2004
Volume 43, Issue 2
  • ISSN: 1573-9775
  • E-ISSN: 2352-1236

Abstract

Abstract

Regelmatig nemen patiënten een begeleider mee naar medische consulten. Het verloop van (SDM) in consulten met drie partijen heeft tot nu toe echter weinig aandacht gekregen. In deze studie wordt nagegaan welke invloed de derde partij kan hebben op het beslisproces. Daartoe specificeren we de rollen die deze partij op zich kan nemen en bespreken we, vanuit een pragma-dialectisch perspectief, hoe deze rollen zich vertalen naar rollen binnen een discussie. Tot slot zetten we op basis van voorbeelden uiteen hoe deze rollen tot uiting kunnen komen in het besluitvormingsproces.

In een consult met drie partijen blijken vanuit argumentatief oogpunt twaalf complexe discussiesituaties te kunnen ontstaan, afhankelijk van de aard van het geschil, eventuele coalitievorming en de rollen die de partijen op zich nemen. In een aantal discussiesituaties kan de derde partij een actieve rol spelen en zodoende deelnemen aan het besluitvormingsproces. Alle drie partijen kunnen daarnaast anderen bij de discussie betrekken (bijvoorbeeld door hun mening te vragen) of een coalitie suggereren (bijvoorbeeld door in de wij-vorm te spreken).

Indien een derde partij een coalitie suggereert, kan dit enerzijds SDM ten goede komen, doordat de begeleider de patiënt in het besluitvormingsproces steunt. Anderzijds kan dit ook het besluitvormingsproces bemoeilijken wanneer de derde partij (bewust of onbewust) ten onrechte namens de patiënt spreekt. Op eenzelfde wijze kan een derde partij meer of minder constructieve bijdragen leveren aan de besluitvorming door standpunten of argumenten te baseren op de eigen (vermeende) expertise.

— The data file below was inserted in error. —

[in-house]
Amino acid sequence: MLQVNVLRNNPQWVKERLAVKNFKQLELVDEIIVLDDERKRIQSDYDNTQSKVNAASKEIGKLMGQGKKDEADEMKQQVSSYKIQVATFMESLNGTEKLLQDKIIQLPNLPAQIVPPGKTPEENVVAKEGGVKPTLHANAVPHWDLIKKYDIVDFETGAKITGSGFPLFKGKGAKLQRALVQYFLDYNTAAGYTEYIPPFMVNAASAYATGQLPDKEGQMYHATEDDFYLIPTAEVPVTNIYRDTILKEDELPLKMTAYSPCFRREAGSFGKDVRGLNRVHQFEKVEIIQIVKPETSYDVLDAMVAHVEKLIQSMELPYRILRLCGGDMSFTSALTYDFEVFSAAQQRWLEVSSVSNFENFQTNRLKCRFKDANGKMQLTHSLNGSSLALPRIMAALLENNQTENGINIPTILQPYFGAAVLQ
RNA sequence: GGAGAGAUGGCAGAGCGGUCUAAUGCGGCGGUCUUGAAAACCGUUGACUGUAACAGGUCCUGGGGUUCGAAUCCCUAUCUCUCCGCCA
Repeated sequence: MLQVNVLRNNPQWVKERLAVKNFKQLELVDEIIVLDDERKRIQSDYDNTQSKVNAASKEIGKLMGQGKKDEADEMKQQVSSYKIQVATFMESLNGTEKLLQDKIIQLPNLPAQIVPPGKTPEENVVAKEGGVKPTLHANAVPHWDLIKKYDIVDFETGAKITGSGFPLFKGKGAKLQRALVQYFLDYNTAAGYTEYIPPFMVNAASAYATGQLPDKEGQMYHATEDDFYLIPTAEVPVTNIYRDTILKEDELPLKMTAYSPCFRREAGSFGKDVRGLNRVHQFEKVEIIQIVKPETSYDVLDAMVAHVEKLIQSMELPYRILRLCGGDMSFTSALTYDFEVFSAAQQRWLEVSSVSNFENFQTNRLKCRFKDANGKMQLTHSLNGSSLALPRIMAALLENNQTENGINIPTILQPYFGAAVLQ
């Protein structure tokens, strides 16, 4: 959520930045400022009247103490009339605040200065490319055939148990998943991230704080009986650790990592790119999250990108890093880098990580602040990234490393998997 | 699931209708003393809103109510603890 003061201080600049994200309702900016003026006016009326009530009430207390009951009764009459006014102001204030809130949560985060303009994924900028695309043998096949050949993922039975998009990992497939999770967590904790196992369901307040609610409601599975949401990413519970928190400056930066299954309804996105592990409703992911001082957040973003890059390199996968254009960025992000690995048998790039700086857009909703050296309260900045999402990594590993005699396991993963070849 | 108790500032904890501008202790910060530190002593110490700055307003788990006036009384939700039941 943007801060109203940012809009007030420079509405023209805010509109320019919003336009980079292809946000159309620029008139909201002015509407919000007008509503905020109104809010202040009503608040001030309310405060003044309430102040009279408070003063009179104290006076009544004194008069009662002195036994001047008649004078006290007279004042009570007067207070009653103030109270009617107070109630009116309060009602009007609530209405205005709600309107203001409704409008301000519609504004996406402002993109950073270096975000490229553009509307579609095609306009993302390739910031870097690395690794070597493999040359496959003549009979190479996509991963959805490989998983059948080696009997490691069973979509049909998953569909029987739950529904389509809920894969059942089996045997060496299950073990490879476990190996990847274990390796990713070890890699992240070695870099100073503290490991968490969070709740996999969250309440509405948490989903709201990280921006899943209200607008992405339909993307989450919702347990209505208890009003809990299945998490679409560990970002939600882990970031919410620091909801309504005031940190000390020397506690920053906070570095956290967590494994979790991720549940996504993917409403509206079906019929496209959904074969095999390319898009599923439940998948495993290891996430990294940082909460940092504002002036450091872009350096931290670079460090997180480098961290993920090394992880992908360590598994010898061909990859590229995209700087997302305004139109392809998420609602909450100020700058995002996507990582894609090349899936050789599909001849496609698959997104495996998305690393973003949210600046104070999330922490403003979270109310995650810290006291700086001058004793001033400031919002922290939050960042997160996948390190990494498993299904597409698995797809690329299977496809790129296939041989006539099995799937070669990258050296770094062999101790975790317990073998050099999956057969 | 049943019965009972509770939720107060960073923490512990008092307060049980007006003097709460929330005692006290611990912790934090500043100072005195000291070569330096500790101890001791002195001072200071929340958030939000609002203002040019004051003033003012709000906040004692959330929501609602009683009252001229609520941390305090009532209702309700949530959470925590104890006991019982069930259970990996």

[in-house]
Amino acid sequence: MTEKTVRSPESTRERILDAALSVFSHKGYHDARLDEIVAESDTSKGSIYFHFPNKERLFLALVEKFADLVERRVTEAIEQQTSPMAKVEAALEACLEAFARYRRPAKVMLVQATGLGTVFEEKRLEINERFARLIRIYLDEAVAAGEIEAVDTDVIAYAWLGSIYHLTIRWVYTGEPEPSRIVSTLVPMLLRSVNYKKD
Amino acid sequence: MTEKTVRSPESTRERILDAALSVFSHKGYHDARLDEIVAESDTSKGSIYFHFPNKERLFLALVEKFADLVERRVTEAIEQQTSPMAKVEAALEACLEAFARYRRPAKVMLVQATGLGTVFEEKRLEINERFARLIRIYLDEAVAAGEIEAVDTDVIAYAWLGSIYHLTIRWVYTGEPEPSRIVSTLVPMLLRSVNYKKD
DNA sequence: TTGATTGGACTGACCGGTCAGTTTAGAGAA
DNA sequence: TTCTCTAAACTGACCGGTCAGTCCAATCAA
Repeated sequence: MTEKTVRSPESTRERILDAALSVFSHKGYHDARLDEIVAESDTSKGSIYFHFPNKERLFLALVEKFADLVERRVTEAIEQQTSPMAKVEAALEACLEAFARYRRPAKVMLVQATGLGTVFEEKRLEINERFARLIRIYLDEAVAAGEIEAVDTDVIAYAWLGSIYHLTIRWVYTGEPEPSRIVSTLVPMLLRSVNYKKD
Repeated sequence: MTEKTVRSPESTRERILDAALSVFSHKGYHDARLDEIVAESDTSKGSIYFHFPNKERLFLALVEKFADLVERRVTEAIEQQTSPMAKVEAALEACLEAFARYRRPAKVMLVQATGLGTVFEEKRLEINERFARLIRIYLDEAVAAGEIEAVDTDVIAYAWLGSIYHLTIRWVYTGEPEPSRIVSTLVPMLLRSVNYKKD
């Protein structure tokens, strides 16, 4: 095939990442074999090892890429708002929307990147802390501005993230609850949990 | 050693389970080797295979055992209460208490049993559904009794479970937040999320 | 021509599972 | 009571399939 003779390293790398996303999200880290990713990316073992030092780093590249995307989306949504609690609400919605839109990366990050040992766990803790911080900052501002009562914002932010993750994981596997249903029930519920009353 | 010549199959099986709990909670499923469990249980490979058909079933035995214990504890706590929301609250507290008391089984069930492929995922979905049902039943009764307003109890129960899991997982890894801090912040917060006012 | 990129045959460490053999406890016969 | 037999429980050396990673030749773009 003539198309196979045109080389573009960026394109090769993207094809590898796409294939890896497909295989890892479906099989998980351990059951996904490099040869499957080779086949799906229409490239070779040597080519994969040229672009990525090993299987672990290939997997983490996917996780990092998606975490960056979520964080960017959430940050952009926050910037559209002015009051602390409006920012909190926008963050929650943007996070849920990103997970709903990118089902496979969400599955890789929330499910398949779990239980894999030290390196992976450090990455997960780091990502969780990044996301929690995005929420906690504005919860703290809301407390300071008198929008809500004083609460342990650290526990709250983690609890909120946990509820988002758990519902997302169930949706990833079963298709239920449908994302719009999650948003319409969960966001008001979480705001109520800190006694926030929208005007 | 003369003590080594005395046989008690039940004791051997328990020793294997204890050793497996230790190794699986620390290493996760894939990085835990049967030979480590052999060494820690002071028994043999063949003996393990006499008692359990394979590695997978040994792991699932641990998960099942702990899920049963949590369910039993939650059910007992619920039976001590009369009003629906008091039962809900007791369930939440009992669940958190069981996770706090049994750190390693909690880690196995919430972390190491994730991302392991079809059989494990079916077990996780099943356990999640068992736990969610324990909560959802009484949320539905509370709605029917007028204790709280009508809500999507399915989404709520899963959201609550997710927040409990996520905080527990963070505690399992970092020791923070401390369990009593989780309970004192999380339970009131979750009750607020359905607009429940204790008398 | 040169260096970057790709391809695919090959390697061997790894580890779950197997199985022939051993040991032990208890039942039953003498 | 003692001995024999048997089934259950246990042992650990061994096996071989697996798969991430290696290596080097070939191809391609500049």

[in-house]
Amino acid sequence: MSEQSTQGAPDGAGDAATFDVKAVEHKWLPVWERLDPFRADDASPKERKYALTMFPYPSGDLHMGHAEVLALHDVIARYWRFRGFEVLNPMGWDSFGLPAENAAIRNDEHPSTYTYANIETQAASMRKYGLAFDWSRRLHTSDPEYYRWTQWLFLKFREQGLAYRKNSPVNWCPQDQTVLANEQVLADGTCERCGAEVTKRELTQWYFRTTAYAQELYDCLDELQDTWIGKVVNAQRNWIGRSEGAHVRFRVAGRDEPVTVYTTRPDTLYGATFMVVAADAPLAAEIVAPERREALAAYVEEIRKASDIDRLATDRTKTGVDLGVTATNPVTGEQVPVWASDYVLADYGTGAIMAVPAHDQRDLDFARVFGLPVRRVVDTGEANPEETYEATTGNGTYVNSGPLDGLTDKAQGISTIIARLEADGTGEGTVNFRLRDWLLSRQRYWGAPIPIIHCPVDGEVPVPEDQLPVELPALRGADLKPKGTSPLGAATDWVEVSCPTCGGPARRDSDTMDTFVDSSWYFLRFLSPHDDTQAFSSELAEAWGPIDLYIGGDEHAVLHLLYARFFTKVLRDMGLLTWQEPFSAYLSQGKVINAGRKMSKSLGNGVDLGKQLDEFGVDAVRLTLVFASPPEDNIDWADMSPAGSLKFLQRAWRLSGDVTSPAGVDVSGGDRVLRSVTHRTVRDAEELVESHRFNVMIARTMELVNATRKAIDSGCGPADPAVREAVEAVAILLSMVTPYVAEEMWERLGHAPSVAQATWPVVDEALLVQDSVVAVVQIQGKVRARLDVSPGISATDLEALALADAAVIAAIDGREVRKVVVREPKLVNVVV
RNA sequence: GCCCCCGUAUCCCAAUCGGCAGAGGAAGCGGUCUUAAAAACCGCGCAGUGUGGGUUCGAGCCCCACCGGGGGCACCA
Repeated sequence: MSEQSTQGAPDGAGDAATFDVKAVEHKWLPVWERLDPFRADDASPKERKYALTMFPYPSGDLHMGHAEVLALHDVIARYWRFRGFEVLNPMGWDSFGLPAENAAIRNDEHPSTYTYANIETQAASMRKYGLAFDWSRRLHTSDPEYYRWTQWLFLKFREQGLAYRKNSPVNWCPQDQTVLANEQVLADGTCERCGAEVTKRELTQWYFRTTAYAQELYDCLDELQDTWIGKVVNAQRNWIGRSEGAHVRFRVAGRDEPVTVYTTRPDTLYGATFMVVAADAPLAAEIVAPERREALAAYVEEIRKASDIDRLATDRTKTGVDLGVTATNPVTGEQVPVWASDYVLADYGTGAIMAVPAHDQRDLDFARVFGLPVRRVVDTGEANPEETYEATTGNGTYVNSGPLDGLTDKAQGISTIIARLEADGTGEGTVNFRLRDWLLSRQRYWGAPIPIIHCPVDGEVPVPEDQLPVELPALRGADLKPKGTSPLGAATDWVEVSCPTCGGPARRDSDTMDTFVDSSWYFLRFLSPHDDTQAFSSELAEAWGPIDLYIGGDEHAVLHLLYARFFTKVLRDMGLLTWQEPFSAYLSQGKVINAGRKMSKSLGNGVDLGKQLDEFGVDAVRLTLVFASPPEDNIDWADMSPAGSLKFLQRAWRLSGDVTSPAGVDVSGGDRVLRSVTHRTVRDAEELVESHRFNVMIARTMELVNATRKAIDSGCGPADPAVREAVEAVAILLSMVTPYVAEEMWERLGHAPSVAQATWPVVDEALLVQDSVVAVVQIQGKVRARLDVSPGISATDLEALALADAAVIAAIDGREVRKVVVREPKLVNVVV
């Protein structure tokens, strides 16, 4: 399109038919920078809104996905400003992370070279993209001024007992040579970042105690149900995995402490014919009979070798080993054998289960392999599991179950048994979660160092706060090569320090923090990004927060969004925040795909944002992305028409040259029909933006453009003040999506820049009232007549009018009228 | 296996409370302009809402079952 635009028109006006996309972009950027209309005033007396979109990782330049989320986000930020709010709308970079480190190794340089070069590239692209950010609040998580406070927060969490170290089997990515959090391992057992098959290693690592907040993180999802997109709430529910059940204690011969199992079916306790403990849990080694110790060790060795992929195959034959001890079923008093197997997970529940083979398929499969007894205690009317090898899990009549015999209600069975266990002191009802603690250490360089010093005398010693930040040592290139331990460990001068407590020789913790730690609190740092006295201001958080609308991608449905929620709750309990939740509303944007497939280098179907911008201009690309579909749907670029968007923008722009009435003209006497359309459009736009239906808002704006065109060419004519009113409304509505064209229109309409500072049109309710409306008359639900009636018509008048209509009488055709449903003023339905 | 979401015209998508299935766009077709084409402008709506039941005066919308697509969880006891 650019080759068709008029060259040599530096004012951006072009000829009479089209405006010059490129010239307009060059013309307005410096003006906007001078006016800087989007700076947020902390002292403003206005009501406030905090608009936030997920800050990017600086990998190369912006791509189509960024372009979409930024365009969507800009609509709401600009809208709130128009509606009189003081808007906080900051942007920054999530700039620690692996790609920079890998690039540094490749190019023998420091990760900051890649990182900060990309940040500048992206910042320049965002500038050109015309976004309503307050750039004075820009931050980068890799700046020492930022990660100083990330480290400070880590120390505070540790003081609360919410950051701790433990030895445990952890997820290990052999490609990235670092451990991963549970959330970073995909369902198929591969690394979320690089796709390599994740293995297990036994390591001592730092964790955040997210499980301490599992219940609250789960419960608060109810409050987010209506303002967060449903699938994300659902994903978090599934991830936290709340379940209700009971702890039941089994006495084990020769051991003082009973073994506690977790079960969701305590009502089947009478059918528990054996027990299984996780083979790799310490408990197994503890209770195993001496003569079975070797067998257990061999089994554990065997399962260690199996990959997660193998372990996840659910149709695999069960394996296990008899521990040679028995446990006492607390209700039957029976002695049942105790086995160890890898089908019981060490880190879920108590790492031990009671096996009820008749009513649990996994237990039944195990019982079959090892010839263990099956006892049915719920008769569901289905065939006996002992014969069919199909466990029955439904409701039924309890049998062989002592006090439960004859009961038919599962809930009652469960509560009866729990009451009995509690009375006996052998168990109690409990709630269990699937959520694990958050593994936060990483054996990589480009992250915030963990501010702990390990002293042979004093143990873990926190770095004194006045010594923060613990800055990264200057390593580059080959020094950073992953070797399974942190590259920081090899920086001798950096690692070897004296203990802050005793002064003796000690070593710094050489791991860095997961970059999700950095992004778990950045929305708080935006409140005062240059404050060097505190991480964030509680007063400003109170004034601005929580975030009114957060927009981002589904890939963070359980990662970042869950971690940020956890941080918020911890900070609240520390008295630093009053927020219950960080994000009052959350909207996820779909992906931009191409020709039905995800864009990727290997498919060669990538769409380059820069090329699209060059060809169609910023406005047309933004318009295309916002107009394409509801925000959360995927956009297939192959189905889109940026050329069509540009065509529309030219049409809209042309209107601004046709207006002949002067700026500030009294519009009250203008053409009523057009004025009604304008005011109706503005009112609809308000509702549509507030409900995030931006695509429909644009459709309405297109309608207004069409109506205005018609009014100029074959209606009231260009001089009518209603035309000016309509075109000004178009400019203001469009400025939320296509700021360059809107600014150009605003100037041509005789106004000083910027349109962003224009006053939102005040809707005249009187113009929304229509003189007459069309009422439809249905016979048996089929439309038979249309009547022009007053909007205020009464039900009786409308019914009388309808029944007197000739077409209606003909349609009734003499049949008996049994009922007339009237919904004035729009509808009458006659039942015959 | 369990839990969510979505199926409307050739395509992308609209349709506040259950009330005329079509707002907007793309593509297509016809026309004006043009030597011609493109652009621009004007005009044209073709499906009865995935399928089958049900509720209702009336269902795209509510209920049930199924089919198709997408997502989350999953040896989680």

Patients often bring along a companion to medical consultations, which ideally involve (SDM). The way in which SDM proceeds in consultations with three parties has, nonetheless, so far received little attention. In this study, we analyse how the presence of a third party can affect the decision making process. To do so, we specify the roles that this party can fulfil, and discuss, using the pragma-dialectical framework, how these roles relate to discussion roles. Lastly, based on a qualitative analysis of a number of examples we illustrate how the roles that a third party could fulfil can be expressed in actual medical decision making.

From an argumentative perspective, twelve complex discussion situations could arise from the presence of three parties, depending on the nature of the disagreement, possible coalition building, and the roles that the parties fulfil. In a number of discussion situations, the third party can play an active role and thus take part in the decision making process itself. All three parties could additionally invite others to participate in the discussion (for instance, by asking for their opinion) or suggest that a coalition has been formed (for instance, by using inclusive ‘we’).

A third party suggesting that a coalition exists can further SDM, as the companion could thereby support the patient in the decision making process. However, this could also hinder the decision making process if the third party (consciously or unconsciously) unjustifiably speaks on behalf of the patient. In a similar vein, a third party could contribute in a more constructive or less constructive manner to the decision making process by basing standpoints or arguments on their own (supposed) expertise.

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